Vintage, yesteryear and retro biking
20 posts • Page 1 of 1
Obviously there are many variables, such as use, storage, gas pipe vs prestige, price etc but are there any guidelines when looking at 20yo + frames?
CF look for delamination?
Steel has rust issues, welds etc. Look internal as well.
What about Aluminium? Stress? Cracked welds?
Any tips without going to stress test the frame?
Particularly interested in comment on aluminium, I like some of the 80s/90s cannondales, but their nickname scares me. I've stayed away from CF, but QV has a few, so is 20+ yo carbon ok? I've mainly stuck to steel, I guess I've felt is easier to visually inspect?
Interested in this too. I know the problem with carbonfibre compared to steel is that any failure, when it comes, can be catastrophic - steel can fail more slowly giving enough time for cracks to become visible. I'm sure others here can explain it better than that and yeah sorry I know thats not as answer to your questions. Personally I'd be really interested in buying a vintage carbon fibre, especially those cool ones with glued alu lugs, but I won't until I learn a lot more about what to look for. I guess knowing the bike's history and how its been ridden is important to start.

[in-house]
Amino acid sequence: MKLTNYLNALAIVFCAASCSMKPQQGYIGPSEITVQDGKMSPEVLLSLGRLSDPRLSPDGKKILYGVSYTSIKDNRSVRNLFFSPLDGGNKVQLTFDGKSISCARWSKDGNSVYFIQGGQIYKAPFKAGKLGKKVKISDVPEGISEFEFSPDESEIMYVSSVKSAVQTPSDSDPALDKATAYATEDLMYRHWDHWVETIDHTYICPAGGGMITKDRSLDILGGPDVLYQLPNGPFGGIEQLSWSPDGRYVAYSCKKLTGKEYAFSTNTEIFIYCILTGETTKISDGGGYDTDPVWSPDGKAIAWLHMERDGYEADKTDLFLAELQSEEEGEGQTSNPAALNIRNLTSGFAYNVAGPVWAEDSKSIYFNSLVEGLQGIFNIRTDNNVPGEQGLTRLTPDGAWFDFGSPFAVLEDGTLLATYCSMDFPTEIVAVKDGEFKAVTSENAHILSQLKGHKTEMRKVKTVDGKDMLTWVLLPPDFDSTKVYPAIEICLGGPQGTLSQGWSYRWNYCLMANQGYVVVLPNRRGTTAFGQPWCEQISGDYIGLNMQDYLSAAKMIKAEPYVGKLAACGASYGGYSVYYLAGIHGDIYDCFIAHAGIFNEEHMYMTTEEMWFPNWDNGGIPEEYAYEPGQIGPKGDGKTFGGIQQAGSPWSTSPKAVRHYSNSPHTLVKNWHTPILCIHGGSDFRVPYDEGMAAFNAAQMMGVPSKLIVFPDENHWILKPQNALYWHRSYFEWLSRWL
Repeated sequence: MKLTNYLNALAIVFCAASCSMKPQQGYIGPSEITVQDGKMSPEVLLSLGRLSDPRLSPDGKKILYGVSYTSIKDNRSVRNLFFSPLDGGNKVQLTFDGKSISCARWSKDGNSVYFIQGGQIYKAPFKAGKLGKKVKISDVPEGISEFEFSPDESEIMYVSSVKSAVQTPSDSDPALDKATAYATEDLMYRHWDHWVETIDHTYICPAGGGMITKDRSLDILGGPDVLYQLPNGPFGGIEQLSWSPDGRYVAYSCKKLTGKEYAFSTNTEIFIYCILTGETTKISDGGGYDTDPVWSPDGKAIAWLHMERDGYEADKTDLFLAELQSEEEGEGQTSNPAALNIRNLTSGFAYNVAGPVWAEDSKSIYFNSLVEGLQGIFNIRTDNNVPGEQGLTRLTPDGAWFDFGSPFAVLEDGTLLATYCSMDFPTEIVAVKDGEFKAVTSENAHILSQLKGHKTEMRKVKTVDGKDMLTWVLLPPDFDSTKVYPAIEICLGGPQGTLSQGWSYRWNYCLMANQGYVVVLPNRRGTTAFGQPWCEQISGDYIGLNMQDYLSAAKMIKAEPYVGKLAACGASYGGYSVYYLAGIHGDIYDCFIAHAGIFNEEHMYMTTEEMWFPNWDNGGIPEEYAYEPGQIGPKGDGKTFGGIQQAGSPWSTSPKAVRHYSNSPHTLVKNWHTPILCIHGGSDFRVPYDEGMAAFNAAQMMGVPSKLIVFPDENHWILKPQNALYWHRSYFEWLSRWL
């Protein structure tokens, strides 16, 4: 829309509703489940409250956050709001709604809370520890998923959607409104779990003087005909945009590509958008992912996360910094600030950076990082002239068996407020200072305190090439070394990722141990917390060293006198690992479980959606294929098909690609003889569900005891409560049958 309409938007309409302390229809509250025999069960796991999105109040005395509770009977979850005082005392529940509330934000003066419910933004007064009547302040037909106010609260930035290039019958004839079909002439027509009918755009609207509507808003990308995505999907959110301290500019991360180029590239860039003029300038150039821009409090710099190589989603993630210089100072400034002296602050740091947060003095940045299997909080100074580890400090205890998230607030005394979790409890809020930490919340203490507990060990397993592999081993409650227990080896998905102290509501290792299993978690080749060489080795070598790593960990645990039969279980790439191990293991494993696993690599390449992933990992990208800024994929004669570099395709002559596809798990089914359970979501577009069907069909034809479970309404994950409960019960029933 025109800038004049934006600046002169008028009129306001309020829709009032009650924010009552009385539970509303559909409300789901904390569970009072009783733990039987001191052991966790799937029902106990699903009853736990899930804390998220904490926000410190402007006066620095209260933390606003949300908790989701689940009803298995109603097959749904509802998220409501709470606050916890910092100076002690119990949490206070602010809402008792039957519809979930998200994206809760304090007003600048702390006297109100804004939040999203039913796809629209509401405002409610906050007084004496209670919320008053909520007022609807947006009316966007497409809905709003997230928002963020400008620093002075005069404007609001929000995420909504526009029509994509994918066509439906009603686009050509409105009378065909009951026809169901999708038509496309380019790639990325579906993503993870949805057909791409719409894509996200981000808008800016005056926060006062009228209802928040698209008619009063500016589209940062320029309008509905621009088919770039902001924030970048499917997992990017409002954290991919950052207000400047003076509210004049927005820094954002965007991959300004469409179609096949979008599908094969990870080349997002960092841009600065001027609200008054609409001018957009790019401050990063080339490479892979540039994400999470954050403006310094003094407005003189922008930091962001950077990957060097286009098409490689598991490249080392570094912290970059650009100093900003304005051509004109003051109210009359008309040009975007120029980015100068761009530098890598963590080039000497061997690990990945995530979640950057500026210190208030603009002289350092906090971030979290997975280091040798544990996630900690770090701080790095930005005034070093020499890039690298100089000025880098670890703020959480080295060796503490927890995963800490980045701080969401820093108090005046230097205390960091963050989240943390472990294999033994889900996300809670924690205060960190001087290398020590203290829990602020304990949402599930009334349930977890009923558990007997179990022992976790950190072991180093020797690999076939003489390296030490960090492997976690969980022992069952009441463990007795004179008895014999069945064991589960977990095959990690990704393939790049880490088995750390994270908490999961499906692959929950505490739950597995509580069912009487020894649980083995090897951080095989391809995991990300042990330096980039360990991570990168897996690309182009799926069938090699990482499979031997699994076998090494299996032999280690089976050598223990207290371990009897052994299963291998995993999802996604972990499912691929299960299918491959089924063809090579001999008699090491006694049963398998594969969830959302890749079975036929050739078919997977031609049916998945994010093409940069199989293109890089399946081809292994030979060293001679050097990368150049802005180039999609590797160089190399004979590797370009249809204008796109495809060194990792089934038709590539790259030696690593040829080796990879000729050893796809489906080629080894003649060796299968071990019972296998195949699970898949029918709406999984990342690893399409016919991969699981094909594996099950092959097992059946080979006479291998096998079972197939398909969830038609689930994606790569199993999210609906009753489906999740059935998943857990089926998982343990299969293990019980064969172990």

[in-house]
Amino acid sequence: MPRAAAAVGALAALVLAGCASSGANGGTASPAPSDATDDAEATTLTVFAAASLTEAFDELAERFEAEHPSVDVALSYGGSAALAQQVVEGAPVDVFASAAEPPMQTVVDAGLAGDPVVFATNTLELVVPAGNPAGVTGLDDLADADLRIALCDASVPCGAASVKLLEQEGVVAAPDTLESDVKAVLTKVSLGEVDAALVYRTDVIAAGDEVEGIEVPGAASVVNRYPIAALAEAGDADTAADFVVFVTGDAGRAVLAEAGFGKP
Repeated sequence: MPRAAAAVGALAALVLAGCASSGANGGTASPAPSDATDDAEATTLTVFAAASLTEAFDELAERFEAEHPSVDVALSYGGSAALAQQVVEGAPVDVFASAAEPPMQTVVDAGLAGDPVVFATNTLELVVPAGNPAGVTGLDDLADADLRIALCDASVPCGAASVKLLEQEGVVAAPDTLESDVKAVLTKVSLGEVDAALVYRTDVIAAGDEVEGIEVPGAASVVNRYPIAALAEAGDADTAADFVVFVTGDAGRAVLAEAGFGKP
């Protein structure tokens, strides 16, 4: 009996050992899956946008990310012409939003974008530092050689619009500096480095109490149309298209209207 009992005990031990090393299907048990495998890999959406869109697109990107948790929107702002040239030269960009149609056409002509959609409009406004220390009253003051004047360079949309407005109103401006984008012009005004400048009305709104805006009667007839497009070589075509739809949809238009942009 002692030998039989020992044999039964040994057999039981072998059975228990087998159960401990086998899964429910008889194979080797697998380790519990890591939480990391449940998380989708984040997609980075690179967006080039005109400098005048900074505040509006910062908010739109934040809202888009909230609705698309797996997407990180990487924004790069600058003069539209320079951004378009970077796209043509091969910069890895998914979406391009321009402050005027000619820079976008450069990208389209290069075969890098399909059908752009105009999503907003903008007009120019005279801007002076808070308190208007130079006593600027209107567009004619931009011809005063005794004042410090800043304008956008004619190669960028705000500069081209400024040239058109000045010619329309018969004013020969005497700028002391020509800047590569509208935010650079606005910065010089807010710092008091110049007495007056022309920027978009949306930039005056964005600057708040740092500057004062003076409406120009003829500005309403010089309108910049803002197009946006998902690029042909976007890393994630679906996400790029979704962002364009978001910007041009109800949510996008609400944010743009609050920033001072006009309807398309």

20 yo steel - rust, fatigue
20 yo alloy - corrosion, fatigue
20 yo carbon - bonding failure at the lugs.
Obviously, these problems may be quite difficult to detect.
Cycle touring blog and tour journals: whispering wheels...
Good topic. Here's my simple three golden rules after breaking my frame a month or two ago:
Only buy brand new aluminium and then recycle it when it breaks. There are a number of options for very reasonably priced frames but I wonder how long this situation will last.
Buy carbon if you need to have the latest lightweight technology, a more supple ride (apparently) but I've no idea what you do with it when it snaps in half.
......and buy steel if you want to give it to your grand kids' kids.
I've never had a carbon frame but I know from owning a number of kevlar/carbon honeycomb (Nomex) rowing boats that they're holding up well after 20 years and there seems to be no obvious signs of degradation apart from the gel coat. Kevlar is very forgiving compared to carbon fibre so I wonder how a pure carbon bike frame will go after the same time?